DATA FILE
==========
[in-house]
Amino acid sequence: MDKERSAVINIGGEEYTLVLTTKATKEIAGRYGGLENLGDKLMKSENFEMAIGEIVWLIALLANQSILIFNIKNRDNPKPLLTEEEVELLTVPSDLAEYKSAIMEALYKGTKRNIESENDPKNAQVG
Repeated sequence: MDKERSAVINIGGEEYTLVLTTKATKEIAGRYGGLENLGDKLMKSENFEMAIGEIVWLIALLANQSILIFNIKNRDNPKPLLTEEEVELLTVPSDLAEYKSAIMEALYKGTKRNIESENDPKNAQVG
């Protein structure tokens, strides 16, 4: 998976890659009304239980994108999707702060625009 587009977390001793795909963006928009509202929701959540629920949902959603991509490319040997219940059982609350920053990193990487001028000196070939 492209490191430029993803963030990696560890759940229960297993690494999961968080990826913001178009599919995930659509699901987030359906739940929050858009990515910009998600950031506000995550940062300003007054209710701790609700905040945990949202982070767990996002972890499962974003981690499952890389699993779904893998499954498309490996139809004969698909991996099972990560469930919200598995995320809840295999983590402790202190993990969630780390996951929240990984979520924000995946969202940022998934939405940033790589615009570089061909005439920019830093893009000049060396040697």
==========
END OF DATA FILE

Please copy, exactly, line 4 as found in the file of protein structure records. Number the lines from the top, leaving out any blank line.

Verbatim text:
């Protein structure tokens, strides 16, 4: 998976890659009304239980994108999707702060625009 587009977390001793795909963006928009509202929701959540629920949902959603991509490319040997219940059982609350920053990193990487001028000196070939 492209490191430029993803963030990696560890759940229960297993690494999961968080990826913001178009599919995930659509699901987030359906739940929050858009990515910009998600950031506000995550940062300003007054209710701790609700905040945990949202982070767990996002972890499962974003981690499952890389699993779904893998499954498309490996139809004969698909991996099972990560469930919200598995995320809840295999983590402790202190993990969630780390996951929240990984979520924000995946969202940022998934939405940033790589615009570089061909005439920019830093893009000049060396040697």